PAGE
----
I imagine there is not another marathon which has a two- continent route past spectacular monuments with great historical and cultural heritage.
The 35th Istanbul marathon was held on November 17th 2013, and were we fortunate with the weather….
Istanbul has been the capital of three magnificient empires in history: Roman Empire (330-395), Byzantine Empire (395-1453), and Ottoman Empire (1453-1922). Thus, the city has been known with different names throughout history: Byzantium, Constantinople and Stambul.
The 10 km race I participated in was so visually stimulating, so magnetizing, so outstanding that it was simply sublime. There were runners from all parts of the world who had come to enjoy the delightful route. And for myself, I once again fell in love with this splendid city I live in.
The race started on the Asian side of the Bosphorus bridge, allowing runners to enjoy the breathtaking view of the Bosphorus, stepping foot in Europe, along the elegant Dolmabahce Palace where our great leader Ataturk passed away 75 years ago, past Galata bridge crossing the Golden Horn where fishermen were cheering on the runners, ending in Eminonu, the heart of the walled city of Constantine.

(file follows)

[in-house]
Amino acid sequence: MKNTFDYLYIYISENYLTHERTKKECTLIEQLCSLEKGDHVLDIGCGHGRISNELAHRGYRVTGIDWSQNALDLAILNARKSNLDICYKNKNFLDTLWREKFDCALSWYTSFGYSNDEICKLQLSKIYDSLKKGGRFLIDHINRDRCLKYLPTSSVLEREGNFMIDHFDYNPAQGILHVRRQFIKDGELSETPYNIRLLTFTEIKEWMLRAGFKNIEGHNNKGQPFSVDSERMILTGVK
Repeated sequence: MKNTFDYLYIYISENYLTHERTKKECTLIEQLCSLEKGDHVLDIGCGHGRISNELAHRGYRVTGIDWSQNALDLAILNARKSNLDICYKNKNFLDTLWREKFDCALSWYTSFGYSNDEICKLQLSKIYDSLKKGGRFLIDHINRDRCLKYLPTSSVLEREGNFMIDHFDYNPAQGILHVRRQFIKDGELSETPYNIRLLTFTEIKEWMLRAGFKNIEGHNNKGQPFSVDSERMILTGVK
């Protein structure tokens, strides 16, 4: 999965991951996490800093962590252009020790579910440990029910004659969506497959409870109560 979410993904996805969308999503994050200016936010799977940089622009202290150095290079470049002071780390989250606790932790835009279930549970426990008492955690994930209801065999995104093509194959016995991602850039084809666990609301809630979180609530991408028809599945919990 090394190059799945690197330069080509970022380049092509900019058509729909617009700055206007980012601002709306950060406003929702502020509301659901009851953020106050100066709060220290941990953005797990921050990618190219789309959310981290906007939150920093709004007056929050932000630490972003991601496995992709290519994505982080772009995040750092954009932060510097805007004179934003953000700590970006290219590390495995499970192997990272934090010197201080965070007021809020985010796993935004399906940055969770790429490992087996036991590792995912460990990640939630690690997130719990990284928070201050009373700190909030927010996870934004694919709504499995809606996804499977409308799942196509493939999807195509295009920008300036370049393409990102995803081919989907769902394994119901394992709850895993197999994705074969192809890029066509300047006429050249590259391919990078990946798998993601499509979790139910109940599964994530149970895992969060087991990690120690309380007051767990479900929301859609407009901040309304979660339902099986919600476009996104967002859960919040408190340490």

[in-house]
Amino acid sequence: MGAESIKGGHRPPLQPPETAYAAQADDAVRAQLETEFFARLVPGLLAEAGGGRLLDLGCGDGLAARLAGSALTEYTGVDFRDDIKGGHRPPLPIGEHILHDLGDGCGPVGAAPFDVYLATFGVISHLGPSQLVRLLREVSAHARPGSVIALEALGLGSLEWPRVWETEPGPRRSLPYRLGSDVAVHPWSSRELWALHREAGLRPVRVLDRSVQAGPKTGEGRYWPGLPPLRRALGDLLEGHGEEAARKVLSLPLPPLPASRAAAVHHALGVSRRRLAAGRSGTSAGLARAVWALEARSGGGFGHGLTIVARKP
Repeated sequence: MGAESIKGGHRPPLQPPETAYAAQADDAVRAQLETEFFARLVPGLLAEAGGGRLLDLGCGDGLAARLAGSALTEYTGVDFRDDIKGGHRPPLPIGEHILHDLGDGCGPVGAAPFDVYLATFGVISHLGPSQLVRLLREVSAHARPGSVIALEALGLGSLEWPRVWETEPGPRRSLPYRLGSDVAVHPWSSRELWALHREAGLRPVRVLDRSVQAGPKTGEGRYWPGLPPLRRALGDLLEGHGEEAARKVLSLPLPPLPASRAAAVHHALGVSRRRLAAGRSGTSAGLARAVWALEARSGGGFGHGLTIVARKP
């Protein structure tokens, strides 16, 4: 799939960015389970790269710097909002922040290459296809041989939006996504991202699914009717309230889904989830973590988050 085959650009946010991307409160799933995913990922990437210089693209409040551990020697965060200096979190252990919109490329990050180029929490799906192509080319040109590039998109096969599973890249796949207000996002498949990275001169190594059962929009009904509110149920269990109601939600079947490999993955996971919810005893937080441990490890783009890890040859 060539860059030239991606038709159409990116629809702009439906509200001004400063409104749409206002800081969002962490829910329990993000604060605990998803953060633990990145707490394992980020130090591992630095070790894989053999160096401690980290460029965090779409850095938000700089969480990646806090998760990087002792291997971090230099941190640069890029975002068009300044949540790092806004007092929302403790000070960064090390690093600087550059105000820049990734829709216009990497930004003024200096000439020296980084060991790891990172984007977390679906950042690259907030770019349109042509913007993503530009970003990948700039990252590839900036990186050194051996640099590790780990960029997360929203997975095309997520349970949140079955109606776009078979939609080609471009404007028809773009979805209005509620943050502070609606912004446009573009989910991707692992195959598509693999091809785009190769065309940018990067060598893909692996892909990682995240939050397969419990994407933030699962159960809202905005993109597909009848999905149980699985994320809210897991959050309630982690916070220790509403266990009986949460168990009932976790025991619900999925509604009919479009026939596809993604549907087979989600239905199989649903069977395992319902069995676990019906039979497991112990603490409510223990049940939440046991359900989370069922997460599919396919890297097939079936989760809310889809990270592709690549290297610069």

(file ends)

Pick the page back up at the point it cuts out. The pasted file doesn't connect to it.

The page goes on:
Green was the colour code of the 10 km runners which I enjoyed thorougly, as I had donated my proceeds to CEKUL – The Foundation for the Promotion and Protection of the Environment and Cultural Heritage.
The marathon was kicked off by some cheerful pieces by a wonderfully energetic band. In fact there were musicians along the route cheering on the runners, injecting spirit and stamina to the competition. A little more public support would have been the cherry on the cake.
Great weather added to the joy of the race, contributing to the elation of the participants and allowing for me to capture many colourful images.
There were those in amusing costumes.
There were super grans.
There were many who added to the charm with myriad mottos on their t-shirts. Some were running for “kindness” , some to raise funds for scolarships, some for the physically impaired, some with our great leader Ataturk on their hearts and minds, some carrying our flag along.
There were those carrying out random acts of kindness giving a ride to the fatigued in the uphill section of the course with their bikes.
From start to finish the scenery was incredibly dazzling.
There were many taking ‘souvenir’ photos in front of the “Welcome to Europe” sign and by the rainbow coloured stairs in Findikli.
At the end of the day I have two aching legs, two slightly battered shoes with the chip still attached and a medal to be proud of myself adding to the unsurpassable contentment of achievement.
HIP HIP HOORAY!!!